There won't be any excuses by the time the season opens. Carolina offensive coordinator Rob Chudzinski worked with Newton in a contracted time frame last summer to figure out what he liked and didn't like, quickly building an offense that was added to each week -- an offense that fit what Newton and those around him did best.
Redskins offensive coordinator Kyle Shanahan and his dad have to use the same premise to make sure they keep Griffin in his comfort zone as he transitions to the NFL game. If they don't, then Donovan McNabb might have been correct in his prediction that the Shanahans won't maximize Griffin's abilities. Mike Shanahan has no wiggle room. Griffin has to work out. Otherwise, regardless of his résumé, he'll be gone. He's won 11 games in two seasons and one more campaign like that -- maybe two -- and his tenure with Griffin could be a short one. That's how this works. Steve Spagnuolo and Raheem Morris didn't get to see things through with Bradford in St. Louis and Freeman in Tampa Bay, respectively.
The Redskins also have provided Griffin with more than a fighting chance. The defense that has been procured in the past three drafts is pretty darn good. Offensively, Washington picked up wideouts Pierre Garcon and Josh Morgan in free agency -- nice additions, though neither is a sure thing -- and bolstered the depth-deficient offensive line through the draft.
Luck, the first overall draft pick, doesn't have that cross to bear. He's just expected to help the Colts get better, even though quality players like Robert Mathis, Reggie Wayne, Dwight Freeney and Antoine Bethea are still on the team. Tannehill, selected eighth by the Miami Dolphins, is viewed as a project. Weeden, chosen No. 22 by the Cleveland Browns, isn't expected to do more than win the job from Colt McCoy.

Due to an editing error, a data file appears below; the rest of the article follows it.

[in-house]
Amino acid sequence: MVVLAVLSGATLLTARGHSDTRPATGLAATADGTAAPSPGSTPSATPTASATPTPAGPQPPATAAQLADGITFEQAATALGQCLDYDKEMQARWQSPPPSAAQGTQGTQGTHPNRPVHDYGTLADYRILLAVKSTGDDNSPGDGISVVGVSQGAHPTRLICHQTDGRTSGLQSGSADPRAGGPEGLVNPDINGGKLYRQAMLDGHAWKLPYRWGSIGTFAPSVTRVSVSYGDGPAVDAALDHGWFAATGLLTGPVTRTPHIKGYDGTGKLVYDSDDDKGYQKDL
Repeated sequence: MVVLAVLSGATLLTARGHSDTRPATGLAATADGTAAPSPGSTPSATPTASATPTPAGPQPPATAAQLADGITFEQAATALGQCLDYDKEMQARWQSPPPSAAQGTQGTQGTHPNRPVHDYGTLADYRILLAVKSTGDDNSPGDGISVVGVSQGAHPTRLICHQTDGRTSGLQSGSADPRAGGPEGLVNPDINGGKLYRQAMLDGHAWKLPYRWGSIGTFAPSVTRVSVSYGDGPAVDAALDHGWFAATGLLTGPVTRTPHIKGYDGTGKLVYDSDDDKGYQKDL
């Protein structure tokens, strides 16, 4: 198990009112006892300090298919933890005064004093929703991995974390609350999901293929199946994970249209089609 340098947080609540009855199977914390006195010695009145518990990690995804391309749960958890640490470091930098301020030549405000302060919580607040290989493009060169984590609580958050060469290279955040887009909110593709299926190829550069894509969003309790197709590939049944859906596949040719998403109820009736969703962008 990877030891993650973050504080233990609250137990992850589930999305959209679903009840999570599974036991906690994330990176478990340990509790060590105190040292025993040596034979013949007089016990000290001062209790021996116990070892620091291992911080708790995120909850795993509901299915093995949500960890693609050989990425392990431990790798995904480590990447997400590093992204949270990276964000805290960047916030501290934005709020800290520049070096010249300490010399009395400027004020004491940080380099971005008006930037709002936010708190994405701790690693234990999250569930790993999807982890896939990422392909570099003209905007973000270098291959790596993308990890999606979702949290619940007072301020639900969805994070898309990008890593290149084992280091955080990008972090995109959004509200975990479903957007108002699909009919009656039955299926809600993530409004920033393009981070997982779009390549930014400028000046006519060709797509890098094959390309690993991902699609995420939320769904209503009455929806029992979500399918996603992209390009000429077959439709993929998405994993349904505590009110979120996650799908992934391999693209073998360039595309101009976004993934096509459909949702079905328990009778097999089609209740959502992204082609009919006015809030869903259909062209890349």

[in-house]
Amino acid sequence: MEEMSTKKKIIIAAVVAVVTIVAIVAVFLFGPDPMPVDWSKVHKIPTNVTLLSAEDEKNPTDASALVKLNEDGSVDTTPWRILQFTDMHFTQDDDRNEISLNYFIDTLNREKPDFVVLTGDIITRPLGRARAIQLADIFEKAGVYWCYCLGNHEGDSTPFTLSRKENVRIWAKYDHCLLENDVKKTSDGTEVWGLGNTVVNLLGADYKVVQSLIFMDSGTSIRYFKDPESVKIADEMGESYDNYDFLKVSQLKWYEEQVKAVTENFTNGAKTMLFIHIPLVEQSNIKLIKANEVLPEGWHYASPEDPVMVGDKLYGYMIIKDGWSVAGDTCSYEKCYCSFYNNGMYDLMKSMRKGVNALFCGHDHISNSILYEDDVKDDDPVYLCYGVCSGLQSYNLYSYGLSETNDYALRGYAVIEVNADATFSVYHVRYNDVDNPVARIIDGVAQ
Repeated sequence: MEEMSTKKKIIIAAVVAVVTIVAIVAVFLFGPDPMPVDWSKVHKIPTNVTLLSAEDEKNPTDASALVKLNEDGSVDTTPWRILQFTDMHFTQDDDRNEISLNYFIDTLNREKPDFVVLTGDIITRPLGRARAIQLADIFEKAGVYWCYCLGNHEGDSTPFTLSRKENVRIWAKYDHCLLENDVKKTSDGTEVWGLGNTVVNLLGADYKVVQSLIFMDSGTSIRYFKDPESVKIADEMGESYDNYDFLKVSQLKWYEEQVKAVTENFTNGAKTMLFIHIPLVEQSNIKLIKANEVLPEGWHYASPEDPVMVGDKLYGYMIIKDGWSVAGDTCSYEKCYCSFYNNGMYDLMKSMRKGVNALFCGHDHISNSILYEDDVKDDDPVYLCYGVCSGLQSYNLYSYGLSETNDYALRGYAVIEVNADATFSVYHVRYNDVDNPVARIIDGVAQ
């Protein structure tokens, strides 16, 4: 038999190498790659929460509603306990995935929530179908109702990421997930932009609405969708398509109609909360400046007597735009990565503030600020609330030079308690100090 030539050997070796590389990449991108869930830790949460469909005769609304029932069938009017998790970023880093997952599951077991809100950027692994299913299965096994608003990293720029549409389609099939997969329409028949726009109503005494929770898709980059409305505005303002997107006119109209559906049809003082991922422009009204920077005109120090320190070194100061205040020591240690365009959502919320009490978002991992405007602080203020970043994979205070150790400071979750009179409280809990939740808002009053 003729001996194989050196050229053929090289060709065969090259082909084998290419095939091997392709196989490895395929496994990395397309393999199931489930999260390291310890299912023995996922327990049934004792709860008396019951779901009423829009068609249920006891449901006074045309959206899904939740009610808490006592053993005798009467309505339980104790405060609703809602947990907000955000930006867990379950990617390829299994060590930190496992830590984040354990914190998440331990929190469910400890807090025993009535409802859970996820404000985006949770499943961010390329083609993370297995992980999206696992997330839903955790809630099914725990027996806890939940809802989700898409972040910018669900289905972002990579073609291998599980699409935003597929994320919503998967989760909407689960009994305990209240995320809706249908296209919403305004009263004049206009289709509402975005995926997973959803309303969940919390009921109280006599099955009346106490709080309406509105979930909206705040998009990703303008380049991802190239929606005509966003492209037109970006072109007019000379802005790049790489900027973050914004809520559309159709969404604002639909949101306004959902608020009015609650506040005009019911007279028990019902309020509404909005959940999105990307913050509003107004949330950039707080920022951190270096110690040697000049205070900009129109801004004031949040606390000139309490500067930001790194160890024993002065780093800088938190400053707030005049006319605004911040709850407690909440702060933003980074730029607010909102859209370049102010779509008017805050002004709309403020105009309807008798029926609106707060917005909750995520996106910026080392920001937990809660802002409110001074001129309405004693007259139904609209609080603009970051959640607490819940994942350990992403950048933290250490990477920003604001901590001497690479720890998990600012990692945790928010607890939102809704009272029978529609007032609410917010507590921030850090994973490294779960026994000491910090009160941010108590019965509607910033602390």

While fans are excited everywhere about their team's chances after the draft, the tenor is different in Redskins Nation. There's a feeling they just found The Golden Ticket.
Griffin got a dose of that reality Saturday, around 2:30 p.m. ET, once he got away from the draft stage in New York, news conferences and meetings with coaches. He was introduced during a fan festival at FedEx Field in suburban D.C. Thousands of fans -- close to 20,000 by the team's estimate, many of whom might not ever have the chance to get into the stadium on football Sundays -- screamed his name and tripped over themselves to try and get a picture.
The reaction was almost presidential.
Griffin stepped on stage, said a few words, tried, karaoke-style, to get through the team's fight song and then disappeared into the bowels of the stadium to finally catch his breath. That didn't last long, though, because he was shepherded to more appearances before heading home to Texas for a few days before a rookie mini-camp next weekend.
Griffin said he'd get into his playbook on the flight home, so he'll be ready when he steps under center for the five non-contact workouts at Redskins Park and points thereon. There won't be any time for him to relax.
Not with him being constantly relied upon.